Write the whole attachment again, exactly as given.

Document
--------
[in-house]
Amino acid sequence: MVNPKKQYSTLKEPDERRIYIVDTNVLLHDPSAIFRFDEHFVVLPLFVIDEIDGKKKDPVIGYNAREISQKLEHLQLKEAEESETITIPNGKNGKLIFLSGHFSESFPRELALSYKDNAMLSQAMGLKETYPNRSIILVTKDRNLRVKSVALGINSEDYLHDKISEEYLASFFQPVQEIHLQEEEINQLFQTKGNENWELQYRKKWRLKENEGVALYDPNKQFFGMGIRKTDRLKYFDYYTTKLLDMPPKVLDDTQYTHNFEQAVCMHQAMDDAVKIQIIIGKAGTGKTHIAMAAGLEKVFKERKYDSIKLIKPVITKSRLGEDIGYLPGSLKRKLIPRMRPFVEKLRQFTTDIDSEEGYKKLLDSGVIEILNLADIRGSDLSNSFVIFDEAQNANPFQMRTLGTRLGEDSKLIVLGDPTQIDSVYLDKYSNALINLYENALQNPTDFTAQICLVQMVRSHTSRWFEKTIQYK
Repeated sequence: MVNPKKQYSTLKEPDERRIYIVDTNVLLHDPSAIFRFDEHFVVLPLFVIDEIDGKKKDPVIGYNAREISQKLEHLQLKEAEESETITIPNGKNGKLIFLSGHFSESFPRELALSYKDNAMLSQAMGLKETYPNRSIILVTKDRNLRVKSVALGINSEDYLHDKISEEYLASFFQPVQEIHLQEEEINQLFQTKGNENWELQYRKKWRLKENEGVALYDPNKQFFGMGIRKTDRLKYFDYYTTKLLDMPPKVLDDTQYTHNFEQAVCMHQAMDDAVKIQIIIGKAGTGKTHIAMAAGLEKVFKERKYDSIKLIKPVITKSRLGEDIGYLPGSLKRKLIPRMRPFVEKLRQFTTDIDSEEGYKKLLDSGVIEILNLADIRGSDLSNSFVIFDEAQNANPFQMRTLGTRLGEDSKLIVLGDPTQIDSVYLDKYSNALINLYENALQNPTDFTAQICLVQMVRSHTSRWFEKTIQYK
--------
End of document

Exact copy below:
[in-house]
Amino acid sequence: MVNPKKQYSTLKEPDERRIYIVDTNVLLHDPSAIFRFDEHFVVLPLFVIDEIDGKKKDPVIGYNAREISQKLEHLQLKEAEESETITIPNGKNGKLIFLSGHFSESFPRELALSYKDNAMLSQAMGLKETYPNRSIILVTKDRNLRVKSVALGINSEDYLHDKISEEYLASFFQPVQEIHLQEEEINQLFQTKGNENWELQYRKKWRLKENEGVALYDPNKQFFGMGIRKTDRLKYFDYYTTKLLDMPPKVLDDTQYTHNFEQAVCMHQAMDDAVKIQIIIGKAGTGKTHIAMAAGLEKVFKERKYDSIKLIKPVITKSRLGEDIGYLPGSLKRKLIPRMRPFVEKLRQFTTDIDSEEGYKKLLDSGVIEILNLADIRGSDLSNSFVIFDEAQNANPFQMRTLGTRLGEDSKLIVLGDPTQIDSVYLDKYSNALINLYENALQNPTDFTAQICLVQMVRSHTSRWFEKTIQYK
Repeated sequence: MVNPKKQYSTLKEPDERRIYIVDTNVLLHDPSAIFRFDEHFVVLPLFVIDEIDGKKKDPVIGYNAREISQKLEHLQLKEAEESETITIPNGKNGKLIFLSGHFSESFPRELALSYKDNAMLSQAMGLKETYPNRSIILVTKDRNLRVKSVALGINSEDYLHDKISEEYLASFFQPVQEIHLQEEEINQLFQTKGNENWELQYRKKWRLKENEGVALYDPNKQFFGMGIRKTDRLKYFDYYTTKLLDMPPKVLDDTQYTHNFEQAVCMHQAMDDAVKIQIIIGKAGTGKTHIAMAAGLEKVFKERKYDSIKLIKPVITKSRLGEDIGYLPGSLKRKLIPRMRPFVEKLRQFTTDIDSEEGYKKLLDSGVIEILNLADIRGSDLSNSFVIFDEAQNANPFQMRTLGTRLGEDSKLIVLGDPTQIDSVYLDKYSNALINLYENALQNPTDFTAQICLVQMVRSHTSRWFEKTIQYK